Thinking through our information centres strategy: Avoiding 'capture'

From the beginning of our work with the women's collectives (sanghas) in Mysore district, we have been cognisant that our field intervention strategies must not lead to the creation of alternative power structures at the village level. Our field intervention has mainly followed a three-pronged ICT strategy of community radio, community video and community information centres. We have been especially cautious about the design of our community information centres which are run by sangha women in select villages through a young adolescent girl who acts as an information intermediary,locally known as sakhi (friend), trained by the sangha women and the project team. Therefore many checks and balances were included in the information centre design right from the outset – such as the monitoring of the sakhi by a Managing Committee constituted from among the sangha women in the village, and insisting on adequate representation of all caste groups in the Managing Committee.

Over the years, as our work has become more established, we find that there are different kinds of alternate power centres that tend to emerge, which we must always watch out for, to curb any excesses. In one of the centres ( We shall not provide further details in order to protect the women involved), we found that one of the Managing Committee members has a relative who is an elected member of the local government. This woman had been charging a 'fee' from other Managing Committee members, and other women in the sanghas, for processing entitlement claims through her relative. This parallel channel for entitlements, that existed alongside the information centre, was of course questioned by us. But this incident made us reflect on our goal of working towards complete sangha ownership and supervision of the centres– Can we ever say at a point that the centres can be run by Managing Committees in an unsupervised manner? Do community processes always need some mediation to ensure social justice agendas are not short-shifted? We have also realised that threats of 'capture' can be more insidious. In one of the centres, we noticed that the sakhi was using extra-official channels to process entitlement claims for people, as it produced faster results. It took a lot of explaining to enable her to understand why we felt that she should not use any channels other than the official ones. This experience helped us understand the need to re-inforce the normative values that the centres stand for, among the sakhis and the Managing Committee, constantly, so that the larger goals of enabling marginalised women to enhance their informational, associative and communicative power are not lost sight of.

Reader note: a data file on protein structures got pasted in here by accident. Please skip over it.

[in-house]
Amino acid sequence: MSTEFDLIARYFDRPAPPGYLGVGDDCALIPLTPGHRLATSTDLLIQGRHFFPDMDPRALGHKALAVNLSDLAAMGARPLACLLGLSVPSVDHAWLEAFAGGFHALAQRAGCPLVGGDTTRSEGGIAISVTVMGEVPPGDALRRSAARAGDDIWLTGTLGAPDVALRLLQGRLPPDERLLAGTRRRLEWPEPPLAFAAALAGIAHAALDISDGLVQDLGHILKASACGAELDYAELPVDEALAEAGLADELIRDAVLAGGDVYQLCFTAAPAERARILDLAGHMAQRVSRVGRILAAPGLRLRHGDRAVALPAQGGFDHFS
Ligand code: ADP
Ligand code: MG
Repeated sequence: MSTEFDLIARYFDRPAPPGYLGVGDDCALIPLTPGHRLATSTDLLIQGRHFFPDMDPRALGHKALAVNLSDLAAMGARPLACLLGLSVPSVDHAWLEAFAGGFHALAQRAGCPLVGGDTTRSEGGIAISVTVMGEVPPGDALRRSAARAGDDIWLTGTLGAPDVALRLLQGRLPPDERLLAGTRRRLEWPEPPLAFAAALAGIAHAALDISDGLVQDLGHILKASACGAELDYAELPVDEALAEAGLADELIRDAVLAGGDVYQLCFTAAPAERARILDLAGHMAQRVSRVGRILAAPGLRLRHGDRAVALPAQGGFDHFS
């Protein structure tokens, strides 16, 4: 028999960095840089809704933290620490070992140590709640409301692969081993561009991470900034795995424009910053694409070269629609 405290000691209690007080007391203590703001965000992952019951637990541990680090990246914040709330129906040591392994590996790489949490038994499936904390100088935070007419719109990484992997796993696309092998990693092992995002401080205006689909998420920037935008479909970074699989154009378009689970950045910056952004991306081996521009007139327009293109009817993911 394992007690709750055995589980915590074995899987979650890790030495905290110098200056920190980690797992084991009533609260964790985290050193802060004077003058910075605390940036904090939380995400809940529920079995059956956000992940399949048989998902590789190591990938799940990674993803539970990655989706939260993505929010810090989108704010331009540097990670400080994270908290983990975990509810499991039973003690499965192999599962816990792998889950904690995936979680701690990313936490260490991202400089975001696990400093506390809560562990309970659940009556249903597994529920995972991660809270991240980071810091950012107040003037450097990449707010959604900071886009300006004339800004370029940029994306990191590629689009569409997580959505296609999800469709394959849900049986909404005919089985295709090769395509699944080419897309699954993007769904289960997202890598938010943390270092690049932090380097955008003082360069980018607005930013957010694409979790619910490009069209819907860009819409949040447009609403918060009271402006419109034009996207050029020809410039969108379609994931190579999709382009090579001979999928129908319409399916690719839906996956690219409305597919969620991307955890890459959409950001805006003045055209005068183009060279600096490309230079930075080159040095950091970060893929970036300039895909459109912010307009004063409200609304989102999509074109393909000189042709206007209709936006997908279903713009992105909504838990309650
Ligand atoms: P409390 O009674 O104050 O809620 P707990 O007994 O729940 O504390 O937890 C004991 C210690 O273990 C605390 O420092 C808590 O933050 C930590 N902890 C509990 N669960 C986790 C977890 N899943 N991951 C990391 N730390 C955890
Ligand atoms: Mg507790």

However, some questions remain. The most important one being, what elements should we stress upon, in the design of the information centres, to ensure that they do not create new informational asymmetries, which would harm the interests of the most marginalised women, at the village level?

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IT for Change team